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AG Nessel Amplifies 5 Consumer Alerts as Debt Awareness Week Ends

LANSING – Michigan Attorney General Dana Nessel is reissuing 5 of her debt-related alerts at the end of this year’s Debt Awareness Week to help educate residents on ways they can take control of their debt. She also wants to make them aware of some of the scams rolled out at this time of year and all year round by bad actors attempting to separate them from their money. 

“Debt Awareness Week is a time for us to reassess our budgetary wellness and chart a path for a healthy financial future,” Nessel said. “With these consumer alerts, my office aims to provide actionable guidance and resources to help individuals make informed financial decisions and protect themselves from exploitation. These efforts underscore our commitment to safeguarding consumers and promoting financial literacy across Michigan all year round.”

Tax Debt Resolution Scams

Most of us do not need a reminder that the deadline for filing income taxes looms large less than a month away. AG Nessel’s reissue of her Tax Debt Resolution Scams alert will inform those who may owe the Internal Revenue Service (IRS) about what to look for when companies promise tax debt relief. 

Each year, thousands of taxpayers find themselves indebted to the IRS as a result of underreporting or underpaying their taxes. Whether done accidentally or with intent, these omissions can cause a great deal of stress, especially if the IRS places a lien on assets or possessions.  

The Attorney General’s tax debt resolution alert outlines how tax debt relief scams work, which is by scouring tax lien notices to target taxpayers and also using email, U.S. mail, TV, and the internet to recruit as many clients as possible. Companies like these employ mostly sales staff who work on commission with the victims paying an advance fee for services they may not receive. 

Payday Loans

Some may take another route to resolve debt and may consider a payday loan to be a quick solution to an urgent short-term cash crunch. Nessel has reissued her alert, Payday Loans: Know Your Rights, to let residents know that these types of loans -- short-term, high-cost loans that often require the borrower to write a personal check to the lender -- may not be the answer to their debt troubles. Often, payday loans leave the borrower in a vicious cycle of increasing debt with no way of escape. 

AG Nessel’s payday loan alert outlines the regulations that must be followed according to the Deferred Presentment Service Transaction Act, which governs payday loans in Michigan.

Auto Title Loans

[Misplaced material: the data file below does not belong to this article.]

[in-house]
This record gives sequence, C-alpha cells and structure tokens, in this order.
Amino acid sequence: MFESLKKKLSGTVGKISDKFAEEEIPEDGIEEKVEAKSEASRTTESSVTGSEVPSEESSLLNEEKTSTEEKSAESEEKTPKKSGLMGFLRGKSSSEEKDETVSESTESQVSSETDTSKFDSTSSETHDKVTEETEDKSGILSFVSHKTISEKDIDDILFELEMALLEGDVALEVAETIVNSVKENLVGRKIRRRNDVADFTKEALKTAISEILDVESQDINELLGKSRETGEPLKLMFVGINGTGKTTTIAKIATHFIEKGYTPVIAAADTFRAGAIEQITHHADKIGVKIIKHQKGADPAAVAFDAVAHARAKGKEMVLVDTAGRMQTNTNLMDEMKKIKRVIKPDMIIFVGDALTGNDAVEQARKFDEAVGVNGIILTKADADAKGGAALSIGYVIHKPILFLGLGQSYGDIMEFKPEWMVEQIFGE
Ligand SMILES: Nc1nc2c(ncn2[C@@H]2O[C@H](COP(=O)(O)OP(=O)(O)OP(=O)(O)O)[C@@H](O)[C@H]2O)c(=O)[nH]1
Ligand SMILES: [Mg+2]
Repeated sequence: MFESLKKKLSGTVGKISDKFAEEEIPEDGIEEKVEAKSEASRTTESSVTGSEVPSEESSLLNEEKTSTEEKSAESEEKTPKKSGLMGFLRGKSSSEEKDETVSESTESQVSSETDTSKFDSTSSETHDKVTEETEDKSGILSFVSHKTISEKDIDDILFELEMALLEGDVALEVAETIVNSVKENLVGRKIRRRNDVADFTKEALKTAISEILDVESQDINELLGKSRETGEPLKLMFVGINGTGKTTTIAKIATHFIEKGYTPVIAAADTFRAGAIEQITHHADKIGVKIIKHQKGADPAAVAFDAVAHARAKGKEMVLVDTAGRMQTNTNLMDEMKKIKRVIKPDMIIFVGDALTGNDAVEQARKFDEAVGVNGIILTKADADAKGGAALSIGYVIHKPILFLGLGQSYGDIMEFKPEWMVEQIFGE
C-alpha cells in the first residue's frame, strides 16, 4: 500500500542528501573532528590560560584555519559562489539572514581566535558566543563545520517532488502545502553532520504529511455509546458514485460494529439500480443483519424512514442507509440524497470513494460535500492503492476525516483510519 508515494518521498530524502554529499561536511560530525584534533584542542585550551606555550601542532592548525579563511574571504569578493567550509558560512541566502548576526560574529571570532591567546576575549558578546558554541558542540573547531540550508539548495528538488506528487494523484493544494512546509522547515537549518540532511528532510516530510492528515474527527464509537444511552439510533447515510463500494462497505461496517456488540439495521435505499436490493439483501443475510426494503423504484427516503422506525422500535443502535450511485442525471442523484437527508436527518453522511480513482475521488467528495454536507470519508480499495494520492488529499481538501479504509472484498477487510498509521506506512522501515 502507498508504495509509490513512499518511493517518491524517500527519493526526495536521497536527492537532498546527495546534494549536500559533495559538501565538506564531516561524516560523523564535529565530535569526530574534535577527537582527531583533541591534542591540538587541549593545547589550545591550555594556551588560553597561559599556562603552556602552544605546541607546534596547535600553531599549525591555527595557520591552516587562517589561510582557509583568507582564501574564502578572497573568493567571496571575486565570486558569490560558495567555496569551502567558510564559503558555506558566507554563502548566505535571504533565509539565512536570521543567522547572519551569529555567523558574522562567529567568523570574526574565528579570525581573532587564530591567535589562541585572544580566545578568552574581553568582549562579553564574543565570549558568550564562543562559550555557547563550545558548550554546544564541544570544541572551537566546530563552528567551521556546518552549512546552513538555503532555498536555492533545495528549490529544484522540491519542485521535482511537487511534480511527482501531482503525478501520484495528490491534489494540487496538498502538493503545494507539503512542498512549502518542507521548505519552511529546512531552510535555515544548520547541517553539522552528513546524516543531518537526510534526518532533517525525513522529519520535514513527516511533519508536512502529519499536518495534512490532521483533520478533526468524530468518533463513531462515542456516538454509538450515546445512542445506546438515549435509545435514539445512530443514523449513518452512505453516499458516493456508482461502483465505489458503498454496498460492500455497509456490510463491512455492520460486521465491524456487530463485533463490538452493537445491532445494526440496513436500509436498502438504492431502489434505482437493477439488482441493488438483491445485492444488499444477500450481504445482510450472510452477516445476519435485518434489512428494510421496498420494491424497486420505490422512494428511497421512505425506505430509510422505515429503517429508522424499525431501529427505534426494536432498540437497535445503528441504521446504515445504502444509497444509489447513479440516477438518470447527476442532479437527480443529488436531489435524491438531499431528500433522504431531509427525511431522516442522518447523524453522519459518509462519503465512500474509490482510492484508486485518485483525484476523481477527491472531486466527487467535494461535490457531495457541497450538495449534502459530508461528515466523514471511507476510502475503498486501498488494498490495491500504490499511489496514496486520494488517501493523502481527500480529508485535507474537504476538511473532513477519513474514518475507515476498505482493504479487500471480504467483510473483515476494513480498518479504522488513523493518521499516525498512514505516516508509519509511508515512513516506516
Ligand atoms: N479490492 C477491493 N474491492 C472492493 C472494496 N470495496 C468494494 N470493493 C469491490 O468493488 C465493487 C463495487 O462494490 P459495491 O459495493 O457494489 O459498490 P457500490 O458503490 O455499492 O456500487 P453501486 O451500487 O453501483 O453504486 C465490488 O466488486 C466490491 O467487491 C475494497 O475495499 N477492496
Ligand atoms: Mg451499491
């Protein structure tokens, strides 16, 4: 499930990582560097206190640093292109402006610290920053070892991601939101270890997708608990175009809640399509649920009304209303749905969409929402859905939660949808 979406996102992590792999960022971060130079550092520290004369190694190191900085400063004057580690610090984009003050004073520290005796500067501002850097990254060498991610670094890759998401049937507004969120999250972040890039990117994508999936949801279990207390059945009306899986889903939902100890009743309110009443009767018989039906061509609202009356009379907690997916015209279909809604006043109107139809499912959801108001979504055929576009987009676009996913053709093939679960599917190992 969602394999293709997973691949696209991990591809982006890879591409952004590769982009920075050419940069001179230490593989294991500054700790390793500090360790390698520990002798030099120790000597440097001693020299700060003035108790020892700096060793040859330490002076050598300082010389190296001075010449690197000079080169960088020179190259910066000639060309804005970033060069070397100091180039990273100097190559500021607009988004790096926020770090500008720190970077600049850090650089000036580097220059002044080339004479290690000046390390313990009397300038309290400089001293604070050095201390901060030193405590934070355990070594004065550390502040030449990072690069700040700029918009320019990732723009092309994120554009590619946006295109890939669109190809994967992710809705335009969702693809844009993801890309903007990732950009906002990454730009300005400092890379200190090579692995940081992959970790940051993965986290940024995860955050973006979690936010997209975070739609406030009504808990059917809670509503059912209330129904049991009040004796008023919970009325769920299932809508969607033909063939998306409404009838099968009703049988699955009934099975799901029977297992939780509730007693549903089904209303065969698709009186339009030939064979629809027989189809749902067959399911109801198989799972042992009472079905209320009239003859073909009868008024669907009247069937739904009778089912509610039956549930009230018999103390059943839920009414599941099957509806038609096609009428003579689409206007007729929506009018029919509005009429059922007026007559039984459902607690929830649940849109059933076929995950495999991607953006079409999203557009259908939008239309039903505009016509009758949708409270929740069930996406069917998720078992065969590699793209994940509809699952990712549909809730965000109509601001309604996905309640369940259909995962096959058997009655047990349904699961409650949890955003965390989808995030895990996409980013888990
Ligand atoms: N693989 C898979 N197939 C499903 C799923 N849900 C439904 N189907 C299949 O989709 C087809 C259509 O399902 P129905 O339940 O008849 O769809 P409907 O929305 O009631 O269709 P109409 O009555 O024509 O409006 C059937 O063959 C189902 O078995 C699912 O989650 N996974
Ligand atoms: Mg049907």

Auto title loans are another resource some people turn to when their cash on hand falls short of their needs. The alert, Auto Title Loans: Put the Brakes on Before You Get Caught in a Cycle of Debt or Lose Your Car, outlines what lenders can and cannot do with respect to auto title loans. 

Under Michigan law, lenders are not allowed to take physical possession of the borrower’s vehicle title. Fast-cash loans can appear enticing to those with poor credit and urgent money needs. However, these loans are not the solution. If borrowers are unable to pay off the loan on time, the debt may be rolled over into a new loan, which would add fees and interest to the amount already owed. 

In a short period of time, the borrower is drowning in debt and their long-term financial stability is jeopardized. Michigan residents who apply for an auto title loan online or through national advertisements run the risk of losing their car and being left without transportation and without a path to pay their debt. 

To arm consumers with the ability to make wiser financial decisions, the Federal Trade Commission provides a list of alternatives to title loans for those in need of fast cash.

Cosigning a Loan

One financial decision that can have far-reaching consequences is agreeing to cosign a loan for a friend or family member. 

As the Attorney General’s Cosigning A Loan? Know the Risks! alert points out, when a potential borrower’s credit history does not meet the lender’s standards, the lender may require a cosigner. This individual must add their information to the loan application as a guarantor. Becoming a cosigner means you become legally obligated to repay the loan if the primary borrower defaults. 

No one should be coerced by a lender into cosigning a loan.  

You cannot be required to have a cosigner if you qualify for a loan on your own. Nor can your spouse be forced to be a cosigner unless you are applying for the loan jointly. Unscrupulous lenders can be reported to the Consumer Financial Protection Bureau.

Debt Collection Scams

In the event that you are contacted by a debt collector, AG Nessel’s Debt Collection & Debt Collection Scams alert provides tips on how to distinguish legitimate creditors from imposters and how debt collectors in Michigan should operate. The alert goes on to advise consumers who receive debt collector calls to: 

  • Avoid sending money or following the caller’s instructions.  
  • Contact local police if you believe you are in danger.  
  • Alert your banking institution that your account may have been compromised. 
  • Put a freeze on your credit reports with all 3 credit reporting agencies. 

Debt Awareness Week began in 2014 in the United Kingdom, initiated by StepChange Debt Charity, a debt advice service operating under the belief that no one should have to pay for debt advice.  

The Department of Attorney General’s Consumer Protection Team can provide resources to Michigan residents who need help with debt. Those who wish to file a complaint can contact the Department of Attorney General’s Consumer Protection Team: 

Consumer Protection Team
P.O. Box 30213
Lansing, MI 48909
Fax: 517-241-3771
Toll-free: 877-765-8388
Online complaint form


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